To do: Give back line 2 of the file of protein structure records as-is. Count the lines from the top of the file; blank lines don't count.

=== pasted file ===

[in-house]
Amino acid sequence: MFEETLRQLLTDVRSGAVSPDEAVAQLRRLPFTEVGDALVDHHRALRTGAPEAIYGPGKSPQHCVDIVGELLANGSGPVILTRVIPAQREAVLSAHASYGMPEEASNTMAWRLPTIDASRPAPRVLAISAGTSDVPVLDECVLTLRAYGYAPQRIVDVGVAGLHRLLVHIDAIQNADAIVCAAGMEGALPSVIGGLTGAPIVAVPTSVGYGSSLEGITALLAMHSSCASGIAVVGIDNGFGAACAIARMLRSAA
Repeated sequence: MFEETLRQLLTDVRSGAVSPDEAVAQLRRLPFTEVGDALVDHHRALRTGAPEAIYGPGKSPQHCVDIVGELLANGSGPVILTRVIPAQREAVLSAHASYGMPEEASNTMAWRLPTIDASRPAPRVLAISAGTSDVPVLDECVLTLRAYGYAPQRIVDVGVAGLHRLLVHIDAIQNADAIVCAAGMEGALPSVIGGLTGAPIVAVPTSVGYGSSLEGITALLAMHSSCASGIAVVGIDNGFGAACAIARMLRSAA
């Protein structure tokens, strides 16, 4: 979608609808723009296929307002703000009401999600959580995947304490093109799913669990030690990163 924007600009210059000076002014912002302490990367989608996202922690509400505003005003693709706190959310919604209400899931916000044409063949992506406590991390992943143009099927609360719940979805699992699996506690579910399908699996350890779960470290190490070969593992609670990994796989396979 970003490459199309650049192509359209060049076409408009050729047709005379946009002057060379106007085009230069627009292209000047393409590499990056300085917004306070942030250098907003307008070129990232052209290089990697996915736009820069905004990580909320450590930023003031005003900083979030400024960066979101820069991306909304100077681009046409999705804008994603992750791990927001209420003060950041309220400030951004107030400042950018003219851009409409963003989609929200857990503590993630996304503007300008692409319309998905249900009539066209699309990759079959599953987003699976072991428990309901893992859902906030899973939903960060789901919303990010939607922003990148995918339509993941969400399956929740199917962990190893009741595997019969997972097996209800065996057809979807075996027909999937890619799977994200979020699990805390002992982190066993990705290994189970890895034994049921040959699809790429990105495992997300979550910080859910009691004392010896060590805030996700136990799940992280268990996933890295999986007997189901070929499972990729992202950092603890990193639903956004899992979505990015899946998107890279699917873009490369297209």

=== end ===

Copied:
Amino acid sequence: MFEETLRQLLTDVRSGAVSPDEAVAQLRRLPFTEVGDALVDHHRALRTGAPEAIYGPGKSPQHCVDIVGELLANGSGPVILTRVIPAQREAVLSAHASYGMPEEASNTMAWRLPTIDASRPAPRVLAISAGTSDVPVLDECVLTLRAYGYAPQRIVDVGVAGLHRLLVHIDAIQNADAIVCAAGMEGALPSVIGGLTGAPIVAVPTSVGYGSSLEGITALLAMHSSCASGIAVVGIDNGFGAACAIARMLRSAA